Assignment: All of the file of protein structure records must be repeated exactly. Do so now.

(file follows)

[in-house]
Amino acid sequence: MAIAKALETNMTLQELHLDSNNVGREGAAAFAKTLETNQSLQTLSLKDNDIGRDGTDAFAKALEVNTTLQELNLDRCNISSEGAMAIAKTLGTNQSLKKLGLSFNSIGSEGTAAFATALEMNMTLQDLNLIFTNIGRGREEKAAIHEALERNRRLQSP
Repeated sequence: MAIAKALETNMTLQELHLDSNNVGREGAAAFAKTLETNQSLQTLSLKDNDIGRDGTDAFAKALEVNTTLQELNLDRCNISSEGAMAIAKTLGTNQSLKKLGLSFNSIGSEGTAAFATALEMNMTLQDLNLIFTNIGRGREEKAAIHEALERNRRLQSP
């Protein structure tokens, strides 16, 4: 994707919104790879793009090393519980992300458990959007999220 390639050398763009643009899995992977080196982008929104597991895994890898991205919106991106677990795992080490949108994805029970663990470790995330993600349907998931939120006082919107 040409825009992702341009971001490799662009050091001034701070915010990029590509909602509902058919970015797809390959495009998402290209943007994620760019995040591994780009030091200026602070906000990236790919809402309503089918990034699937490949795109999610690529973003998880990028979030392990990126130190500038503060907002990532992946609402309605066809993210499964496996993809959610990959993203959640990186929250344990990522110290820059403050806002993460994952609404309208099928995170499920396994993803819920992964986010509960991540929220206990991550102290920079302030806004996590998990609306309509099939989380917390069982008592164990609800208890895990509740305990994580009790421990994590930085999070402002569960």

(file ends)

[in-house]
Amino acid sequence: MAIAKALETNMTLQELHLDSNNVGREGAAAFAKTLETNQSLQTLSLKDNDIGRDGTDAFAKALEVNTTLQELNLDRCNISSEGAMAIAKTLGTNQSLKKLGLSFNSIGSEGTAAFATALEMNMTLQDLNLIFTNIGRGREEKAAIHEALERNRRLQSP
Repeated sequence: MAIAKALETNMTLQELHLDSNNVGREGAAAFAKTLETNQSLQTLSLKDNDIGRDGTDAFAKALEVNTTLQELNLDRCNISSEGAMAIAKTLGTNQSLKKLGLSFNSIGSEGTAAFATALEMNMTLQDLNLIFTNIGRGREEKAAIHEALERNRRLQSP
């Protein structure tokens, strides 16, 4: 994707919104790879793009090393519980992300458990959007999220 390639050398763009643009899995992977080196982008929104597991895994890898991205919106991106677990795992080490949108994805029970663990470790995330993600349907998931939120006082919107 040409825009992702341009971001490799662009050091001034701070915010990029590509909602509902058919970015797809390959495009998402290209943007994620760019995040591994780009030091200026602070906000990236790919809402309503089918990034699937490949795109999610690529973003998880990028979030392990990126130190500038503060907002990532992946609402309605066809993210499964496996993809959610990959993203959640990186929250344990990522110290820059403050806002993460994952609404309208099928995170499920396994993803819920992964986010509960991540929220206990991550102290920079302030806004996590998990609306309509099939989380917390069982008592164990609800208890895990509740305990994580009790421990994590930085999070402002569960």